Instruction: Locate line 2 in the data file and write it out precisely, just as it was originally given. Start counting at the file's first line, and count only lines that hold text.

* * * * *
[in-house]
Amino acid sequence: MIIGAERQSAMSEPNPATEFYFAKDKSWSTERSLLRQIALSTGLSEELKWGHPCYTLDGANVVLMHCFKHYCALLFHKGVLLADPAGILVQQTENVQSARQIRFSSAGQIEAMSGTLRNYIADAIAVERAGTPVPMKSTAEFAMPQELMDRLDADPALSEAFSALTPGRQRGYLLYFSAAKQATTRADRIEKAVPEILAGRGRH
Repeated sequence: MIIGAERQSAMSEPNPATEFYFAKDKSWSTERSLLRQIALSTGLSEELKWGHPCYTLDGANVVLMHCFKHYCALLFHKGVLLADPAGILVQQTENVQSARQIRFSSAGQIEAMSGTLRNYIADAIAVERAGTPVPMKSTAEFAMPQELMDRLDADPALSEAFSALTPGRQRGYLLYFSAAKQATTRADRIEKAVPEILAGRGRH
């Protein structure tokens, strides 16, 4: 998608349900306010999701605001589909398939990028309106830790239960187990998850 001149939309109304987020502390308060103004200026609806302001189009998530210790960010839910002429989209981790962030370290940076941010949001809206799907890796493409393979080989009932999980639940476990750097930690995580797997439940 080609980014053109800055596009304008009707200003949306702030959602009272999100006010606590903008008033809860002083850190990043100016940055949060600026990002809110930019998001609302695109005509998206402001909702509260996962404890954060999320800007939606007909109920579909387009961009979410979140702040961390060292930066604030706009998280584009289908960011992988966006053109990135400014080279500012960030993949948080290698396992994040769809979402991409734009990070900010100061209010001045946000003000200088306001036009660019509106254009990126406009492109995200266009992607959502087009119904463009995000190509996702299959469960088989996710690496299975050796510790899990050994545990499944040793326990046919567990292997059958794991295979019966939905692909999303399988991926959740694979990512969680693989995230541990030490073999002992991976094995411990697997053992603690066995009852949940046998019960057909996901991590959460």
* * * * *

Amino acid sequence: MIIGAERQSAMSEPNPATEFYFAKDKSWSTERSLLRQIALSTGLSEELKWGHPCYTLDGANVVLMHCFKHYCALLFHKGVLLADPAGILVQQTENVQSARQIRFSSAGQIEAMSGTLRNYIADAIAVERAGTPVPMKSTAEFAMPQELMDRLDADPALSEAFSALTPGRQRGYLLYFSAAKQATTRADRIEKAVPEILAGRGRH